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The rise of boutique firms raises E-discovery challenges


By Monica Bay, From Legaltech News

E-discovery managed services help firms manage a variety of cases from small to huge

Small firms are turning to e-discovery managed services to provide sophisticated and affordable technology.

Morrison Cohen, a full service law firm of 100 lawyers, targets the middle market from its midtown Manhattan office. “Although we work on transactions across the United States and abroad, we enjoy the collegiality and instant access provided by our single location under one roof,” the firm states on its website.

That philosophy is likely to become contagious, as BigLaw continues to reduce equity partners and frustrated lawyers seek nimble, creative and tech-friendly work environments. But smaller firms face challenges when it comes to selecting electronic data discovery technology.

Finding state-of-the-art tools with sophisticated analytics can be a very expensive search. But some small and midsized firms are discovering that e-discovery managed services (EMS) can be a comprehensive and affordable option.

Jason Reid, MoCo’s litigation support manager for seven years, recalls the dilemma the firm faced over how to handle e-discovery. “We were at a crossroad,” he explained. The firm was choosing technology a la carte, turning to a few different e-discovery providers. When it came to large matters, the firm used kCura’s Relativity with service providers, but had challenges when dealing with smaller or mid-sized matters. “For those cases, the licensing fees were cost prohibitive.” When kCura began to offer smaller license packs, the firm considered buying about 25 licenses.

The thought process was, “We are a midsized firm competing with the larger firms. We have to offer the same technology and level of service to our clients,” said Reid, who proposed managed e-discovery services to the litigation leaders. They said yes. It took about nine months to get EMS up and running; MoCo is now in its third year with EMS.

Reid cites administrative control as amazing. “With managed services, we can handle any size discovery matter effectively and efficiently.” With only two people in the litigation support department, Reid appreciates the flexibility. The firm now uses Relativity for all discovery matters.

Reid appreciates that his tech team can lean on the vendor when they hit a bump: “They are working with us to make sure we are taking full advantage of Relativity and maximizing the investment we made in the software,” he said. “It’s like a partnership.”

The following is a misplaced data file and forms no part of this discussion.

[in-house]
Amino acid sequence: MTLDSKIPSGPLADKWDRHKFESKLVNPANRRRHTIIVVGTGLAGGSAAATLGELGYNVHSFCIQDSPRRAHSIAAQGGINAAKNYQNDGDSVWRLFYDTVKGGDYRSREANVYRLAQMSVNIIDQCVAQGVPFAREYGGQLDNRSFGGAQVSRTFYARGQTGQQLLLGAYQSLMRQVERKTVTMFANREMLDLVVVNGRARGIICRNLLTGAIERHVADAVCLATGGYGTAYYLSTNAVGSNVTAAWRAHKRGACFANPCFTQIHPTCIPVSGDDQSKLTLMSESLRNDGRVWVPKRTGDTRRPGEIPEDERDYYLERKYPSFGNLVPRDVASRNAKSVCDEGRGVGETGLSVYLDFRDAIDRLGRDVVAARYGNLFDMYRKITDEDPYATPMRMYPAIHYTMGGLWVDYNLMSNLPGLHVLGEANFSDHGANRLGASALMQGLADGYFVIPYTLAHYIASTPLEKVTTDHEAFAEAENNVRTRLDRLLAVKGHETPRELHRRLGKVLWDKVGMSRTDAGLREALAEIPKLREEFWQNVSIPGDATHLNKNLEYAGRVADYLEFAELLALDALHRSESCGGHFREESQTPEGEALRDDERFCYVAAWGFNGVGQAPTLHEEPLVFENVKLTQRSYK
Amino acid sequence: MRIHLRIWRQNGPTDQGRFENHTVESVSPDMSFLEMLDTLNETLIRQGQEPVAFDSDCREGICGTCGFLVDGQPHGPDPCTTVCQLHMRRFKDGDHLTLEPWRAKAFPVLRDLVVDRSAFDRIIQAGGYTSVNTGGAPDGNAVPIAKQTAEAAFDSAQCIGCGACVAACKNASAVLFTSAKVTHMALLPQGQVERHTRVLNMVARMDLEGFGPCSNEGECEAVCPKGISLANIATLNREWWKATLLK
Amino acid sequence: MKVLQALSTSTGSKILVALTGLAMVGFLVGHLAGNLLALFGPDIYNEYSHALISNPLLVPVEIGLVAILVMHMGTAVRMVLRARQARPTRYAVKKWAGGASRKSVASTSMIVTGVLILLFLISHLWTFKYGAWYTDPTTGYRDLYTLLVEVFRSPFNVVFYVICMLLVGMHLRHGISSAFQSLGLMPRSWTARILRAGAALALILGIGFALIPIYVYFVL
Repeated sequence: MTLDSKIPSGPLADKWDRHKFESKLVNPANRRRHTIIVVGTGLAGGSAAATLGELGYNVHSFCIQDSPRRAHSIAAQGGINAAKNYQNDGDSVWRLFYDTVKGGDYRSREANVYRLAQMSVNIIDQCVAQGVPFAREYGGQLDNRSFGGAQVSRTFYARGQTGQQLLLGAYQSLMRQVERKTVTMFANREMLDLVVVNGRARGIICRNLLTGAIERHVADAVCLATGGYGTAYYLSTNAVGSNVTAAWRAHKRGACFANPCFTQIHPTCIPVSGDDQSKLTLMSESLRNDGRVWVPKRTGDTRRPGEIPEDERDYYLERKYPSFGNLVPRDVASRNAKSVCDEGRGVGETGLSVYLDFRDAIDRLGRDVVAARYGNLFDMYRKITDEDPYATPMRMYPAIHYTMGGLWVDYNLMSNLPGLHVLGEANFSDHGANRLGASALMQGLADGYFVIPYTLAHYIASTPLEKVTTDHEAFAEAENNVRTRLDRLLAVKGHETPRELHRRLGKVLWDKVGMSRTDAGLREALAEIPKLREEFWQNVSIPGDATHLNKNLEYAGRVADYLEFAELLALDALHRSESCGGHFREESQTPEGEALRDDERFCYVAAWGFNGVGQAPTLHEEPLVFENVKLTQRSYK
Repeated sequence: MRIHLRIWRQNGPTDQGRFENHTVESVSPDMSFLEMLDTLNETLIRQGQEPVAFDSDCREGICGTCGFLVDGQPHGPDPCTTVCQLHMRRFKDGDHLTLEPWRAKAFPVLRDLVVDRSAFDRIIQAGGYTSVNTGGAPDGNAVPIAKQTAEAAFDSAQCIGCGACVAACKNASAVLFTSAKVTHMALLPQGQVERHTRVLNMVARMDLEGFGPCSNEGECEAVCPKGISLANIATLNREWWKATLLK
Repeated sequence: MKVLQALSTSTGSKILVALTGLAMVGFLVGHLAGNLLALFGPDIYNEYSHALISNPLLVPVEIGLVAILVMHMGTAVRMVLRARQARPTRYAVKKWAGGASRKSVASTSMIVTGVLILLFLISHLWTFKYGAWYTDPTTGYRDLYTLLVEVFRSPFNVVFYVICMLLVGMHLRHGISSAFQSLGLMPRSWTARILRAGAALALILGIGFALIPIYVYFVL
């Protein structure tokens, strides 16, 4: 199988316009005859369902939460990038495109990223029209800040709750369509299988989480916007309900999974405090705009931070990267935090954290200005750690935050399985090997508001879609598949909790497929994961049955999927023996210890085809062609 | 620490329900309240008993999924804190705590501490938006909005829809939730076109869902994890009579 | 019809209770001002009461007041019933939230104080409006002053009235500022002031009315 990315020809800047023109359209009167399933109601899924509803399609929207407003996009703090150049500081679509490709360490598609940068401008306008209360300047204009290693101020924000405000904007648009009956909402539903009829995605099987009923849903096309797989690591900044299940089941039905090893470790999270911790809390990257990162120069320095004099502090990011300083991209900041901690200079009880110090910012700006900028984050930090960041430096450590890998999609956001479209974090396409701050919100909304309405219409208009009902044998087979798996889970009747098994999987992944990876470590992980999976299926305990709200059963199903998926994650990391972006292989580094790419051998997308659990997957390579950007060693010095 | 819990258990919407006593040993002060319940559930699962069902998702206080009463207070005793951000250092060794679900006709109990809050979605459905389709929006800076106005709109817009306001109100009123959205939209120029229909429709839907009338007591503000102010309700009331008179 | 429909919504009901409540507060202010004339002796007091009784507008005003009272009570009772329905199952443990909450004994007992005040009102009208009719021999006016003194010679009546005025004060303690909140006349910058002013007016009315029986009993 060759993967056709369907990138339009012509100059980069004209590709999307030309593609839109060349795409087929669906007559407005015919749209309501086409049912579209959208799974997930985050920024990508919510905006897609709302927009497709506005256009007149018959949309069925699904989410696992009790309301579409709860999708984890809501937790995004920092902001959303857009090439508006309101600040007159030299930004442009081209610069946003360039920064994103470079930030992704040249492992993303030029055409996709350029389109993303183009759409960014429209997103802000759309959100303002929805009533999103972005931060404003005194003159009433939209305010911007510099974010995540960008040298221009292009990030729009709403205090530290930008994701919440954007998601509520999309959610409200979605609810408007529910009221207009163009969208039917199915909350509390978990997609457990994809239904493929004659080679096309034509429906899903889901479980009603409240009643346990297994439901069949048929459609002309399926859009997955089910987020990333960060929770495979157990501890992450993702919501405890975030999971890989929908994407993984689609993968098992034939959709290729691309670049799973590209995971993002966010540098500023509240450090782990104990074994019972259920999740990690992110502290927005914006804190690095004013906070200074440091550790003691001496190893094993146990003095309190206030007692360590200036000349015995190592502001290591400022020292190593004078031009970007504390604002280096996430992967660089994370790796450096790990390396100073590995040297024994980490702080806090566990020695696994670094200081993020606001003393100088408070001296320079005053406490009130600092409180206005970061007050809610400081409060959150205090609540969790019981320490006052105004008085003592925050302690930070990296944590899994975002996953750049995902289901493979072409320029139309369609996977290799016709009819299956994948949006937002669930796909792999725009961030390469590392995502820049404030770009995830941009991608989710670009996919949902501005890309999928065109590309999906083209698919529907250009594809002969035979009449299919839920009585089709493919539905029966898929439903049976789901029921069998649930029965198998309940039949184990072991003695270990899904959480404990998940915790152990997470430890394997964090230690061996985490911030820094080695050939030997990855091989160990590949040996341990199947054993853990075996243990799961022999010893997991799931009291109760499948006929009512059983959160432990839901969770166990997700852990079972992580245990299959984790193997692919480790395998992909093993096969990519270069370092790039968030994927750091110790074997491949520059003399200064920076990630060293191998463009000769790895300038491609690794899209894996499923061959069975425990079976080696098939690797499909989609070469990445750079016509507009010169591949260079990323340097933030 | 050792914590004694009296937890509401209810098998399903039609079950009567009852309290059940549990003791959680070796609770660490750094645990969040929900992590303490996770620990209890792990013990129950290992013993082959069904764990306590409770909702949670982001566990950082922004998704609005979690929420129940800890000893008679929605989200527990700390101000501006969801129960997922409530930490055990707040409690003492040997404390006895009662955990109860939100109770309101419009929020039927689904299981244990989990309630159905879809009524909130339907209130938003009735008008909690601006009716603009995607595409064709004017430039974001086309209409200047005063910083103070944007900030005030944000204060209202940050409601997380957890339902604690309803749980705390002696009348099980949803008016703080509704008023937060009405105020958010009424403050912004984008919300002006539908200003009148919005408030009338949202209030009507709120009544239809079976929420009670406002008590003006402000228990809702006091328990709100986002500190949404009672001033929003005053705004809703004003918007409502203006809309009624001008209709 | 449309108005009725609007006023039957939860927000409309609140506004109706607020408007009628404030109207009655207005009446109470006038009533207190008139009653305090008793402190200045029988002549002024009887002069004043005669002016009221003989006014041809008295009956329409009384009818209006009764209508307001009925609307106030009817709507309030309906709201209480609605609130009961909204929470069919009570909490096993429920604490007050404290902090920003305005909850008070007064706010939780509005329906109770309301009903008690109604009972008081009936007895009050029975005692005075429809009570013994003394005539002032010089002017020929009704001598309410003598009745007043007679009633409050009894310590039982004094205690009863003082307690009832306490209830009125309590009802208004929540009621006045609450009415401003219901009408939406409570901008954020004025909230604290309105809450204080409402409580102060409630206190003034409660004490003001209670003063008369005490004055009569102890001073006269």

And the economics are excellent, both for the firm and clients. The EMS system “is cost efficient for us,” said Reid. The firm is happy with the flat-fee plan, and “clients love it because we don’t charge for licensing, we just charge a small at-cost fee – passing the savings onto our clients.”

 Class Action Trigger

Florida’s Grossman Roth practice includes personal injury and complex litigation, with offices in Boca Raton, Coral Gables, Fort Lauderdale and Sarasota. The firm has 11 attorneys, seven medical investigators and three legal investigators.

The trigger for Grossman’s move to EMS was a massive class action lawsuit, In re Checking Account Overdraft Litigation, which contested overdraft fees, said then-partner Brett von Borke, now a partner at Buckner + Miles. More than 40 lawsuits, involving large U.S. banks, had been filed and were consolidated and assigned to U.S. Judge James King, in the U.S. District Court for the Southern District of Florida.

The Grossman team, which was working with other law firms, quickly realized that it needed to deal with e-discovery processes, von Borke recalled. “We were getting millions of pages of documents, and we were having to manage those services and documents to review them and deal with transactions,” said von Borke, who focuses on complex business litigation, class actions and personal injury in federal and state courts.

While many Grossman partners worked on medical malpractice cases that did not require extensive paperwork, the class action matters routinely had millions of documents. The partners “understood that we needed a robust document management system to be able to be effective to do this type of class action work,” said von Borke.


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